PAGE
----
"I want to represent the department as a go-getter," he said. "I want to be proactive. I want people to know that I am going to be out there working, trying to make a difference
and not just answering calls."
He said he's often told he has big shoes to fill. "It puts a little pressure on me," he said, "but I don't mind the pressure. It helps motivate me."
At 21, Trey Howell is the youngest in his academy class. His father has served 22 years in the West Precinct.
His grandfather was a police officer, as is his stepfather.
"I grew up all around it," he said. "I think I've always wanted to do this because that's all I've ever seen."
He vividly remembers admiring his father's uniform from a young age. "I always wanted to touch his badge," he said.
After graduating from Bessemer Academy, the younger Howell went to work and began classes at Faulkner University where he will graduate next year with a criminal justice degree.
"I want to be great, but I do want to be my own person," he said. "I'd like to be as good a police officer as my dad is, if not better. With his help I cannot make the mistakes he
thought he made."
His father said he is proud, and looking forward to having his son as a co-worker. "He's done an excellent job over there. Police work, it takes a special person to do it because
you've got to put up with a lot and remain neutral. And you've got to be smart, because the criminals are smart," the elder Howell said. "I expect him to go far."
For Vanessa Berry, she said it's been comforting to have an instant connection with her fellow recruits. "We talk about growing up in a law enforcement family," she said.
"You see things from a whole different perspective."
Berry, who graduated from Spain Park High School and UAB, said a career in law enforcement has always been her dream.
Her father, Bob Berry, joined the force in 1974 and rose to the rank of deputy chief. He retired in 1998, and became the police chief in Hoover, and then served four years as Hoover's
Director of Homeland Security and Immigration. Her mother, Alma, worked at both UAB and Birmingham police departments and then spent 30 years with the Pardons and Parole Board.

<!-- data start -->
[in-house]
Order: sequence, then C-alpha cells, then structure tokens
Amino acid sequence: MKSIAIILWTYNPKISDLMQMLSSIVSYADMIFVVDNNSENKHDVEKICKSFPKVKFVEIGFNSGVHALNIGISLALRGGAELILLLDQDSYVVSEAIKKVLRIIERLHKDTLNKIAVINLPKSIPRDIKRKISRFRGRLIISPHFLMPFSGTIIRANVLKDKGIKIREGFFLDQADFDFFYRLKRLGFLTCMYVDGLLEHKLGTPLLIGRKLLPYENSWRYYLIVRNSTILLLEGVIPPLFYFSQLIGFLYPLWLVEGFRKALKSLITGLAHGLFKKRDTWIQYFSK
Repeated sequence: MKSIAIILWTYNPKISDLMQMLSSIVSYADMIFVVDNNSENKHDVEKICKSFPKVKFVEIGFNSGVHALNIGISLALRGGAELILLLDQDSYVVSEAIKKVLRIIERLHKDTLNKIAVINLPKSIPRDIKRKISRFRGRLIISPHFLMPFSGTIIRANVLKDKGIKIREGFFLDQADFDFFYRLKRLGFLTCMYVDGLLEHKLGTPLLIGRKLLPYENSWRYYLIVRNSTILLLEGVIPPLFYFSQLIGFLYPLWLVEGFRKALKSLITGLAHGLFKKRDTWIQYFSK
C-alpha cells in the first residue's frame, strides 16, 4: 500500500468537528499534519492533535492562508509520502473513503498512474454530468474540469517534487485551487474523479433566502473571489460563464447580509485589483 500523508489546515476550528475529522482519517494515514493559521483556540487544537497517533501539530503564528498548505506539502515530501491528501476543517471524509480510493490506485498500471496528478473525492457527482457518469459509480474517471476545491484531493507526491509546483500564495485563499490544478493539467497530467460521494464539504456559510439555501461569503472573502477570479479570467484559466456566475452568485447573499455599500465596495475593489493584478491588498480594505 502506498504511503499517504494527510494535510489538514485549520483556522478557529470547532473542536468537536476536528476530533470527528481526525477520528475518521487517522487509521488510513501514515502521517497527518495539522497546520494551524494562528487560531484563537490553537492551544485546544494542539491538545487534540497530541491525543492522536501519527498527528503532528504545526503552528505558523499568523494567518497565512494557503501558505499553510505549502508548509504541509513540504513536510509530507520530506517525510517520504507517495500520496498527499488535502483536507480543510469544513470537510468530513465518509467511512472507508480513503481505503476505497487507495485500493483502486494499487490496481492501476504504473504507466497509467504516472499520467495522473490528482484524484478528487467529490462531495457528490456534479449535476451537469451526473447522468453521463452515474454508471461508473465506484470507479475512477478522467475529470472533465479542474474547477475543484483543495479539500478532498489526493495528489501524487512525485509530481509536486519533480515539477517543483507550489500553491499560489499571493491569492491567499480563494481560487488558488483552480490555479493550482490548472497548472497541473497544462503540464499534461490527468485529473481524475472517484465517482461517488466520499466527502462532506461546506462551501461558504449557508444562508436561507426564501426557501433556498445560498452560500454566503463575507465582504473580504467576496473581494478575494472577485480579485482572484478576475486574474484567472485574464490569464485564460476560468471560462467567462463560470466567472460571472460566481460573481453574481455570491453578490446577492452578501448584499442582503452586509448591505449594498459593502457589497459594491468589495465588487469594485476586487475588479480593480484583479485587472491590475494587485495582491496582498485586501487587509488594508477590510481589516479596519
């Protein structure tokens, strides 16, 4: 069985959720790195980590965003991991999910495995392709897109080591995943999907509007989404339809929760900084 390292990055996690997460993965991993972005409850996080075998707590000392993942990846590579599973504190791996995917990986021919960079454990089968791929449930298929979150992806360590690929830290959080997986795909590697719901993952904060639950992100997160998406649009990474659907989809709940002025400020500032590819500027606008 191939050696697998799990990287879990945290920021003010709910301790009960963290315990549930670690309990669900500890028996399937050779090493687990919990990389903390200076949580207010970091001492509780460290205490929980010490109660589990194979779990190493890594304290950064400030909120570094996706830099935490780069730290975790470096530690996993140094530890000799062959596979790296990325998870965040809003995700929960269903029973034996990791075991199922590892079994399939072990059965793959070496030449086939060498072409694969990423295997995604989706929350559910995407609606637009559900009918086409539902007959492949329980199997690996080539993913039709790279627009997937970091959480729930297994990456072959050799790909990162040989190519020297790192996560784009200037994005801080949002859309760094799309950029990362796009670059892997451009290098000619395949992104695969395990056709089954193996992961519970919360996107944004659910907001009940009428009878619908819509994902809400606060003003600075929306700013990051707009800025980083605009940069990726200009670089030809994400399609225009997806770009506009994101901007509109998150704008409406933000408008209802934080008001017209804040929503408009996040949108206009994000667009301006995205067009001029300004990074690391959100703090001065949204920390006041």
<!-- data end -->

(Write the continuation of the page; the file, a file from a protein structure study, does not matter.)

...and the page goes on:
Following in their footsteps, Vanessa Berry joined the police Explorers program at age 13.
"They weren't going to talk me out of it," she said. "Their only thing was I had to get a college degree first, and they wanted me to understand what came with
it as far as the stressors and raising a family."
Though she plans to start work on her master's degree in emergency management early in 2012, she said her goals for now remain simple.
"I have no goals set beyond getting on the street and start working," she said. "There are things down the line that I think I would like to do, and moving up in the rank,
but right now I am just ready to start working on the streets after 24 years of waiting. I am ready to go."
Bar not lowered
Roper said there are no shortcuts for the recruits, who had to "jump through every hoop in order to get hired."
"They had to pass the Jefferson County Personnel Board's written test as a first step, in addition to our stringent requirements. But quite often these officers are better prepared
for the challenges of law enforcement due to the influence of their parents," the chief said.
There have been times when a family member didn't pass the requirements and was not hired.
"Fortunately, the employees understood that we have a standard, and we will not lower it for anyone," Roper said. "In those instances, they can apply again like any other applicant."
The department is large enough that family members can be assigned to different units and shifts so there is no undue influence when the new officers come on board.
Roper said not all police parents encourage their children to follow suit.
"We value our children and want the best for them, so there are some parents who will not support their children seeking this line of work due to the inherent stress, danger and
shift work," he said.
"I think," Roper said, "we have to let the next generation follow their hearts and for many it's not police work; but for the few that find it, they quickly learn it's not a job
but a calling."